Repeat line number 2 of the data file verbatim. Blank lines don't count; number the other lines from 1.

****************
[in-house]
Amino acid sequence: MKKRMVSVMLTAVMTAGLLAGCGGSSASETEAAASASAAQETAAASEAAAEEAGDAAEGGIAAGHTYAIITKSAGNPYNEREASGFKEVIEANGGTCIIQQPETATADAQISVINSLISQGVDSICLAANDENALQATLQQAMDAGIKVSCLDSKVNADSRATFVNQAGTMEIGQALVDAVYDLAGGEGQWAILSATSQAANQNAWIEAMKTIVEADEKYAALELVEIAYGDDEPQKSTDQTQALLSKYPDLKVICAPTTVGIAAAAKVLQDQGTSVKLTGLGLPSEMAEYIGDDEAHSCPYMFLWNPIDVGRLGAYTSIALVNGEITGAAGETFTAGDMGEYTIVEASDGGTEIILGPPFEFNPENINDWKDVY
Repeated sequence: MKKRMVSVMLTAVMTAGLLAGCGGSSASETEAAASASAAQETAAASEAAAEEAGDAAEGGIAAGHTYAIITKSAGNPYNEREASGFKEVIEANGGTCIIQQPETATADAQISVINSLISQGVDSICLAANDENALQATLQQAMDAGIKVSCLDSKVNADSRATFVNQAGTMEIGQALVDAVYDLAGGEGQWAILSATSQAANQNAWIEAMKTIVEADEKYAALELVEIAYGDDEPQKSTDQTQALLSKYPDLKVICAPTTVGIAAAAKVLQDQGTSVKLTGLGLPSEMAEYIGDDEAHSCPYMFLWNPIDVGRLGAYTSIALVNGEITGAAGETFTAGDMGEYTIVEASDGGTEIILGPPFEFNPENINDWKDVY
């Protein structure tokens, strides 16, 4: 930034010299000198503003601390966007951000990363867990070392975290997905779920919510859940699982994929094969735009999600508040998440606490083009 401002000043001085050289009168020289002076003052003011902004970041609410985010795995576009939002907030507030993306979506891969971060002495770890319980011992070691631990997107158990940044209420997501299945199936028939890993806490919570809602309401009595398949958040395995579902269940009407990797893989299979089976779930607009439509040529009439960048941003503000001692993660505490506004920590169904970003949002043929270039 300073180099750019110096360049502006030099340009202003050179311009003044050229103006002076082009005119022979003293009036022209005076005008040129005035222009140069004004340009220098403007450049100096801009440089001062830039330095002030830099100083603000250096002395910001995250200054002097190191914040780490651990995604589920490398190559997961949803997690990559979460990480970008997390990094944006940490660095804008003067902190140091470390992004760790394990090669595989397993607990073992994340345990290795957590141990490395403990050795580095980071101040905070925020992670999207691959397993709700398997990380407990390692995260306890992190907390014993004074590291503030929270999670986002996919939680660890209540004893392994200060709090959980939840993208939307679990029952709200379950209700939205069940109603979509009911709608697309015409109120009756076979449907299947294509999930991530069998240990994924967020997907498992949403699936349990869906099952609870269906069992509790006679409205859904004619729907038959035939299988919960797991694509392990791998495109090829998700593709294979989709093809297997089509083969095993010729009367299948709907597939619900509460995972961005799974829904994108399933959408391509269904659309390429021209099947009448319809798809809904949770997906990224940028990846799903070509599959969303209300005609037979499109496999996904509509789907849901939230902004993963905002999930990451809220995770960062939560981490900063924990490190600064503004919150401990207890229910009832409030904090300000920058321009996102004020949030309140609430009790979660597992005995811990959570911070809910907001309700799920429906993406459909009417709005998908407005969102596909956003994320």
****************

Amino acid sequence: MKKRMVSVMLTAVMTAGLLAGCGGSSASETEAAASASAAQETAAASEAAAEEAGDAAEGGIAAGHTYAIITKSAGNPYNEREASGFKEVIEANGGTCIIQQPETATADAQISVINSLISQGVDSICLAANDENALQATLQQAMDAGIKVSCLDSKVNADSRATFVNQAGTMEIGQALVDAVYDLAGGEGQWAILSATSQAANQNAWIEAMKTIVEADEKYAALELVEIAYGDDEPQKSTDQTQALLSKYPDLKVICAPTTVGIAAAAKVLQDQGTSVKLTGLGLPSEMAEYIGDDEAHSCPYMFLWNPIDVGRLGAYTSIALVNGEITGAAGETFTAGDMGEYTIVEASDGGTEIILGPPFEFNPENINDWKDVY